1) THERE ARE TWO SPECIES OF MANTA RAYS – OCEAN MANTAS (MANTA BIROSTRIS) AND REEF MANTAS (MANTA ALFREDI). M. birostris is also sometimes known by the names giant ocean manta and Atlantic giant manta. Mantas are the largest members of the ray family and among the largest fishes in the sea.
2) Oceanic mantas are found worldwide, often reported as swimming great distances across oceans. They generally prefer tropical and subtropical waters.
3) Reef mantas are found largely in Indo-Pacific habitats, including Hawaii, Australia, Micronesia, Polynesia, Indonesia and the Maldives. They generally prefer shallower, coastal waters. They’re also more likely to limit themselves to specific habitats.
4) Both species are plankton feeders, with forward-facing mouths that sweep in zooplankton like shrimp, krill, copepods, worms, fish larvae and small fish. Unique gill rakers filter these foods from the water.
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5) Both feature the ray architecture of broad flattened bodies, with wide pectoral fins that they “flap” like wings to propel themselves, and long tails. The name “manta” is taken from the Spanish word for blanket or cloak, reflecting their broad bodies.
6) And both are equipped with horn-shaped cephalic fins that project ahead of their mouths to help funnel plankton-laden water into their mouths. The rays keep them rolled like spirals when they are swimming and flattened when channeling plankton-laden water. These horn-like fins account for mantas’ sometimes nickname of “devil ray.”
7) Relative to their body sizes, mantas have the largest brains of any fish. The brains of much larger whale sharks are only one-third the size of mantas’ brains. Perhaps that explains mantas’ curiosity around divers.
8) Unlike other rays, they lack stingers and are unthreatening to humans (sadly, the same is not true in reverse).
9) Oceanic manta rays are the larger of the two species, with adults typically featuring “wingspans” of up to 23 feet. Individuals as large as 30 feet have been recorded.
10) Reef mantas can grow to a wingspan of 15 ft/5 m but are typically more in the range of 11 ft/3 m in size.
11) Both oceanic and reef mantas have dark upper (dorsal) sides and light-colored lower (ventral) surfaces with patterns of spots and blotches as specific to each animal as fingerprints. Flower Garden Banks National Marine Sanctuary maintains a catalog of dozens of mantas, identified by their markings.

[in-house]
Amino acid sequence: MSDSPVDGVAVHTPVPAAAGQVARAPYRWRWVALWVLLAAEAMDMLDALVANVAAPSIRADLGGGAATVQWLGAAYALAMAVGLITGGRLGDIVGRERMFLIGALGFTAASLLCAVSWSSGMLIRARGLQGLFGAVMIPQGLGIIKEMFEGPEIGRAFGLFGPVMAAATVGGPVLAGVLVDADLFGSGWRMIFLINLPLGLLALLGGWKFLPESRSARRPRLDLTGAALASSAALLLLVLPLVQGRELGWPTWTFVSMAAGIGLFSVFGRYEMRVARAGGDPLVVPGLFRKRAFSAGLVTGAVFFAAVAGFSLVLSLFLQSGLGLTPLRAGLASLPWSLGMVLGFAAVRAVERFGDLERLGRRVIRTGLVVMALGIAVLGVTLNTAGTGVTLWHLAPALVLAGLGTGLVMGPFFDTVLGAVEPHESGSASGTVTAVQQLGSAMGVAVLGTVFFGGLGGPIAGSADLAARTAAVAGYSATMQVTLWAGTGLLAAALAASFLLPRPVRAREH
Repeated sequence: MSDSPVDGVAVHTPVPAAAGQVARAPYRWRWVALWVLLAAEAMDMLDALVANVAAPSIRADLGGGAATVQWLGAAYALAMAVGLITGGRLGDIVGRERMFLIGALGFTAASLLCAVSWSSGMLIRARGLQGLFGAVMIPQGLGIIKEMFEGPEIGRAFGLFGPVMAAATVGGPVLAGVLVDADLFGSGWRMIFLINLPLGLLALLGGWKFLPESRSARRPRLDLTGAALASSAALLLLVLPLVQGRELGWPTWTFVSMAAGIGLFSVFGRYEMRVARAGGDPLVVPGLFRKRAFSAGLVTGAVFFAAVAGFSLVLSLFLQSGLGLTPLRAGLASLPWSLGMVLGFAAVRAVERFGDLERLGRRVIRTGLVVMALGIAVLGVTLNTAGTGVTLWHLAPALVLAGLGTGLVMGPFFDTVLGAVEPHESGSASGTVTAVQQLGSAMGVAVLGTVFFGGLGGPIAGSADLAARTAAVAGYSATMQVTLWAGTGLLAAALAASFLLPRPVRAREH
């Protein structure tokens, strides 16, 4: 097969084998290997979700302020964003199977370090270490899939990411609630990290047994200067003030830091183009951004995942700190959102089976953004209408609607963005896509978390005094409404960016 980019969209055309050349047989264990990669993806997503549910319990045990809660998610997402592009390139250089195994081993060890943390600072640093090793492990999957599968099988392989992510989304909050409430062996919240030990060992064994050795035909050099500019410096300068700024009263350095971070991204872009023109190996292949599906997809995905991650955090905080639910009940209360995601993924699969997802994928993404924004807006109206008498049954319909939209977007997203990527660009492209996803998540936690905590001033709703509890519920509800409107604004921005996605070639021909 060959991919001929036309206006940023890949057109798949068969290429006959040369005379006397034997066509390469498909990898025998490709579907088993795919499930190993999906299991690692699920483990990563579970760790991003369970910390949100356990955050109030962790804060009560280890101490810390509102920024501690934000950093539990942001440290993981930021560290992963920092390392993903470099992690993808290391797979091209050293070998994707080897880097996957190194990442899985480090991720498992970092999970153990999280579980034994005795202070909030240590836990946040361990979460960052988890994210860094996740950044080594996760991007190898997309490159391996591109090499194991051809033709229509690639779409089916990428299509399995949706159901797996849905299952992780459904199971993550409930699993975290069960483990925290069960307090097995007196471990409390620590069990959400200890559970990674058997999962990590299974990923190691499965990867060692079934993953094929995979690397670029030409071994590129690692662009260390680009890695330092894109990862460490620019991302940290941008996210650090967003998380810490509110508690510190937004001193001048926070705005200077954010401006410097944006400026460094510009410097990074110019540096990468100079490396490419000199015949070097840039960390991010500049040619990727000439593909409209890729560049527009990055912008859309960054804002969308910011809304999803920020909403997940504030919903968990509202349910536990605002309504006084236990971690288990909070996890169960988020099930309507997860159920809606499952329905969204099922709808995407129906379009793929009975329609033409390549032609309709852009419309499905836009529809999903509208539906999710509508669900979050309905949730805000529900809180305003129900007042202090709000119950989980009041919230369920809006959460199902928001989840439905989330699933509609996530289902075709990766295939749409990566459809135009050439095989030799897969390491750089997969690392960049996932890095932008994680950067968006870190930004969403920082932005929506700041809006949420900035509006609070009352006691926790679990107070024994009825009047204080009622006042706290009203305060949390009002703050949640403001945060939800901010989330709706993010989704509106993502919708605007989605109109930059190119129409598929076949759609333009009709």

12) Like dolphins, mantas sometimes do acrobatic leaps out of the water. The reasons are not clear. Marine biologists speculate their jumping may be part of mating dances, to help clean parasites, or just for fun.
13) Yes, manta rays visit cleaning stations to have dead skin and parasites removed by small fish.
14) Manta rays are ovoviviparous; they give birth to live pups. Males can be distinguished from females of the pair of claspers located near the base of the tail.
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15) Like sharks and other rays, mantas are cartilaginous fish. Their skeletons are composed of cartilage, not the calcium material of bony fish. Like some sharks, they need to swim continuously to pump oxygen-rich water through their gills.
16) Mantas are classified in the same family as eagle rays. Whereas eagle rays have their mouths on their ventral) sides, mantas have evolved to have forward-facing mouths designed to sweep in plankton-laden water.
17) Mantas are in the same subfamily as mobula, which resemble manta rays but are smaller with somewhat differing mouth anatomy. Oceanic and reef mantas are separate species from the nine species of mobula.
18) Mantas face significant threats from such factors as pollution, overfishing, entanglement in fishing nets and pollution. Manta meat is considered a delicacy in some cultures, and their gill rakers are sought as an exotic substance for use in Chinese medicine.
19) With slow reproduction rates, both species of manta rays are listed as“Vulnerable” by the International Union for Conservation of Nature.
20) Recent research has found that mantas’ gill raker system is unique among filterers and may help scientists develop technology for such uses as filtering out tiny plastic particles that represent an environmental hazard.
PRINCIPAL SOURCES: Manta birostris, Florida Museum, University of Florida; “Research raises possibility that Flower Garden Banks National Marine Sanctuary is part of manta ray nursery,” NOAA: “Nursery For Giant Manta Rays Discovered In Gulf Of Mexico,” NPR; “Rare Manta Ray Nursery Discovered,” National Geographic; “Rock-a-bye manta ray, in the ocean: The first manta ray nursery is found,” Durham Herald-Sun; “Research raises possibility that Flower Garden Banks National Marine Sanctuary is part of manta ray nursery,” NOAA; “Manta Catalog,” Flower Garden Banks National Marine Sanctuary; Manta Ray, Reef Manta Ray, Wikipedia.com; “Important juvenile manta ray habitat at Flower Garden Banks National Marine Sanctuary in the northwestern Gulf of Mexico,” (Abstract) Marine Biology.